"Take this to a private place, hold it up to the stars and summon your wish. Don't say it—just hold the wish in your heart. If it is still Little Crow you desire, you must present her this gorget, which will bind her to you with a power greater than a hundred pelts."

"What if she doesn't accept?"

"Oh, she'll accept it, I promise that. But keep this in mind, Walking Bear. Once you have used the gorget's power, it cannot be called again for two generations."

As soon as it was dark, Walking Bear carried the gorget to an open field. He held it up to the sky as he had been told, questioning what it meant to hold the wish in your heart. But to a degree he did know. And, for moments, he became convinced he was achieving the required state as he felt welling tears, and his longing for Little Crow, and the intractable pain of the words, I cannot say that, Walking Bear. He was vigilant for signs of something happening, some strum of force, a stirring of spirits. The gorget felt substantial in his hand; it possessed a solid, heavier-than-expected quality which added to his faith in its powers. By now he had given it a name: Bone Moon. Everything had a name. His guardian Manito had a name: Moohswa-manetoa. The field where he stood had a name: East of Onions. In time this name would be forgotten, and the land would lie abandoned, under wind and snow and lightning and bird droppings. But in seasons to come, many seasons, as though names, themselves, were an inexorable force of nature, they would return in profusion, names so ingenious you could convey remarkable precision simply by saying them: Randolph Street and Wabash. That is where Walking Bear stood as he held the gorget to the moon. This was the spot Ellen and I were crossing as we rode to Riverview Park on the Jackson-Howard elevated.


"Churchill's been dying to get Roosevelt into the war. Why do you think they're meeting right now in the middle of the Atlantic? They don't go to those lengths just to make newsreels."

It seemed like a smart thing to say. Being smart was essentially her gimmick, and probably the main theme of my attraction to her. But it wasn't enough. In the fall we were headed for separate colleges and, in truth, neither of us had been jumping through hoops to prolong our senior year fling. This was to be our final date, originally planned as a simple walk down State Street, but at the last minute Ellen had insisted on Riverview Park.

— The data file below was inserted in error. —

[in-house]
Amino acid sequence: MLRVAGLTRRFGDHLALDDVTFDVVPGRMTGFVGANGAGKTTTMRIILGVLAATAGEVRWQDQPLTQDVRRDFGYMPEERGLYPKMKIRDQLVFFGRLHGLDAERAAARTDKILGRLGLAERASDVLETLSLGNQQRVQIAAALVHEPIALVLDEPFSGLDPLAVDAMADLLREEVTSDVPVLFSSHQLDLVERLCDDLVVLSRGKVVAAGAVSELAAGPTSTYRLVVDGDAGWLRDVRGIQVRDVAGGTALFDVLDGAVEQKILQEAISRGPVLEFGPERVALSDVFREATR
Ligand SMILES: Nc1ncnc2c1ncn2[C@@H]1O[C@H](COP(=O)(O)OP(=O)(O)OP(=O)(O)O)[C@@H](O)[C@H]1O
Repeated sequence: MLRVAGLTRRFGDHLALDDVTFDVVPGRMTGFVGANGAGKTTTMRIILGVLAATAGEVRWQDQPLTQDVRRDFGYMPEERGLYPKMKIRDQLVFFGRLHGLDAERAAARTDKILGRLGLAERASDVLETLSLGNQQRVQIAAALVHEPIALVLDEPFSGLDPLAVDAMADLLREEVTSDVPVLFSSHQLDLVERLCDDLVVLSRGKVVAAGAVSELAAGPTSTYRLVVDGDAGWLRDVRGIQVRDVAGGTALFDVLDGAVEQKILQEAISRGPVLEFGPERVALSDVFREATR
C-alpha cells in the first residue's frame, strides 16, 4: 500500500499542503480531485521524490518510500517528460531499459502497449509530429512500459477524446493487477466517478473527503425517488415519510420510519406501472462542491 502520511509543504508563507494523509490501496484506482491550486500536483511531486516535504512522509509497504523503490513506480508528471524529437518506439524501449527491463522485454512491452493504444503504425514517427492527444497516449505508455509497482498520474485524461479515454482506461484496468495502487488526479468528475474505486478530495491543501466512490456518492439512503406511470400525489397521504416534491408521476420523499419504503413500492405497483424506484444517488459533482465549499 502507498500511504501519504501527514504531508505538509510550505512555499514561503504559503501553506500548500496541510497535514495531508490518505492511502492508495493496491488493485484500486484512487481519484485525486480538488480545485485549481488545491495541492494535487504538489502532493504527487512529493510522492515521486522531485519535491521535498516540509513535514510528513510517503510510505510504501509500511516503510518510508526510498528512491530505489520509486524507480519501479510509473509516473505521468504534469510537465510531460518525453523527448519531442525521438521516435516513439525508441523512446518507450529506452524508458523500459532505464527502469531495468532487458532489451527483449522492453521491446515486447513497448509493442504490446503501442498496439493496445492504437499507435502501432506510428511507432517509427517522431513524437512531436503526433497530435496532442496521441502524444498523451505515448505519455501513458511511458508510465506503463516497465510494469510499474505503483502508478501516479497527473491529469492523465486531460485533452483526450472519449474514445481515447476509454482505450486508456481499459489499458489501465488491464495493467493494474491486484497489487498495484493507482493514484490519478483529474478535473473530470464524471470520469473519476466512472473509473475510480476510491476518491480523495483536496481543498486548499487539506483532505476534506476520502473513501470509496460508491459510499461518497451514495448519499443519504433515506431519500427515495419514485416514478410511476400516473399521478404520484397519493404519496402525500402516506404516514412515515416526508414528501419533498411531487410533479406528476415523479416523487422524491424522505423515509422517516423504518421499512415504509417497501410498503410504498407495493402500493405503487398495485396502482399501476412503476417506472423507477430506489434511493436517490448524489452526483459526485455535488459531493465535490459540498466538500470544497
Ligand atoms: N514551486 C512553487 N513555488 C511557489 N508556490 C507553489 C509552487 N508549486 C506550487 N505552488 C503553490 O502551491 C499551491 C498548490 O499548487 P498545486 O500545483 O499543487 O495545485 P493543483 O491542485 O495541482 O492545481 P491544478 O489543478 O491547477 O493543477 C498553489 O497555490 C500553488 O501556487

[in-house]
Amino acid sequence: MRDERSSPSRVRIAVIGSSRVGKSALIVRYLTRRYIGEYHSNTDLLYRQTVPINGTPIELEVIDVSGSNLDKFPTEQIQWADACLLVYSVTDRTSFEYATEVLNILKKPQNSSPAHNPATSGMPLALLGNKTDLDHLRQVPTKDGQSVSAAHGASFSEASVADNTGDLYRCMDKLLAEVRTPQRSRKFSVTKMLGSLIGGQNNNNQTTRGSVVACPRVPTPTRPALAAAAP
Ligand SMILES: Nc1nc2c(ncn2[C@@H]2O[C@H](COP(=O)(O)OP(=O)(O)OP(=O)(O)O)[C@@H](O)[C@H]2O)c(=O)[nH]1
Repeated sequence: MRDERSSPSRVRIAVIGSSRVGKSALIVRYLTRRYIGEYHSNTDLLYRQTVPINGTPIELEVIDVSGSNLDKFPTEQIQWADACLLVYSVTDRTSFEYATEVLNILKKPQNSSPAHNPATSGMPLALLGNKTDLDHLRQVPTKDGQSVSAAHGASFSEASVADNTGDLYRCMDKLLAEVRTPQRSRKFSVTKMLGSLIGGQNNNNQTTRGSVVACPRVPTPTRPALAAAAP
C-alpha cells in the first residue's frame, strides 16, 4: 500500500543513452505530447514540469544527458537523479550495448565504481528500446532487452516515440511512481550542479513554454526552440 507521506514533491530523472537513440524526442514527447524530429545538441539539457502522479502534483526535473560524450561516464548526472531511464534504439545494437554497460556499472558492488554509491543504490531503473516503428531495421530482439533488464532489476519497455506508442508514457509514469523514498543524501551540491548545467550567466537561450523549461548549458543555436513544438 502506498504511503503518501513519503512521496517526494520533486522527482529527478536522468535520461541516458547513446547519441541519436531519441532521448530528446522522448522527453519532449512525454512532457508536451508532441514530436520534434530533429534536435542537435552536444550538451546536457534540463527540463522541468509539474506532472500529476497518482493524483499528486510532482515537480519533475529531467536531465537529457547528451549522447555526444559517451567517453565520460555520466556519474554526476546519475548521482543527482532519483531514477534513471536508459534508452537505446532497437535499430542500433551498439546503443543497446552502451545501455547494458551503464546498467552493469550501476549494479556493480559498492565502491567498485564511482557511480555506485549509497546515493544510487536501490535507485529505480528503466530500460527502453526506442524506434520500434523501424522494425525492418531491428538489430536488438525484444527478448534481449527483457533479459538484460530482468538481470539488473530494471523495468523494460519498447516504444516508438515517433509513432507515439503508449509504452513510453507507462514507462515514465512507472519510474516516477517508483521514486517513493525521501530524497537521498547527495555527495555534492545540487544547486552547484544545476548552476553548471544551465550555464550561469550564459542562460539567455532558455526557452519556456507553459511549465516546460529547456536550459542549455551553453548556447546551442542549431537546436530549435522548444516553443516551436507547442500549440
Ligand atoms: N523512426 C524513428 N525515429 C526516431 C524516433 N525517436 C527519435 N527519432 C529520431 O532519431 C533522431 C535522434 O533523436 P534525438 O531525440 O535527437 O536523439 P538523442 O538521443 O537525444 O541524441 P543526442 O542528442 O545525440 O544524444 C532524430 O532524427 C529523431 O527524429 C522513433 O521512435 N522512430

"The U.S. won't get into the war," I replied, wanting to keep the conversation going, preferably in a vein unlikely to turn maudlin.

"You don't know that."

"He hasn't got the support in Congress."

"They've already taken a secret vote."

"They have?"

She answered with a leading smile, meaning I'd done it again, fallen for one of the ad-hoc "facts" she would toss into our running debates. I'd miss these dumb tricks we played, a dynamic which suddenly seemed like the strong suit dealt to a losing hand. "Oh, the President would win," Ellen continued, switching back to her serious tone, "but not by enough; it would have to be a unanimous vote."

The L hit a stretch of less frequent stops and, as it cruised at speed, it hummed out a kind of song, a low droning harmony, like a male chorus extending a mournful vowel. I spotted a sailor across the car, his arm around a young blonde with stiff moderate-sized breasts and a child's face that was also a woman's face, with tawny skin and full rosebud lips, shocked by their emergence from puberty. And it struck me. This was the beauty I craved. And in my new collegiate life I would find it. Whatever it took. The vow felt like something I had inhaled, traceable straight to the well of my stomach, to the balsamy sheen of my bones.



"I cannot accept this, Walking Bear."

"Why not?"

"I'm promised to High Eagle. You know that."

"Please, take it. You don't have to marry me just because you accept it."

"I don't have to marry you, accept it or not."

"I'll just leave it."

"No. I don't want it. Take it and go."


Curse Bent Willow. The fraud. Oh, she'll accept it, I can promise that. Walking Bear wanted to pummel him; he imagined skipping upon him sideways, starting with some hard fast kicks to the knees. But what honor would there be in knocking the piss out of someone that old?

He returned to East of Onions where an almost full moon lit the rocks of the scruffy terrain. By now the spirit water was surging through him. The water made you feel things; it changed the way you thought, what you remembered, sometimes allowing you to sneak up on truths which might otherwise have eluded you, but damn if it didn't make it hard to walk.

Curse Bent Willow.

He headed down to the lake and continued up the shore, past the tanning pits, past some elms and patches of waist-high milkweed where, winters ago, braves had perished fighting off the encroaching Iroquois. Eventually he came to the junction of the River Checagou and followed its marshy bank, starting to sing, Nagamoon eli papankamwamanetoa, nagamoon eli mahkwa.... A song to the fox spirit. A song to the bear. Then something he spotted on the bank silenced him. It was like a canoe, but wider and more squared than any canoe he had seen. The sides were made of parallel slats, which looked like neither skin nor bark. The paddles—there were two of them—were held in place by fixed rings made of dark smooth material which felt cool to his touch. Was it metal? Who could force metal into shapes like this?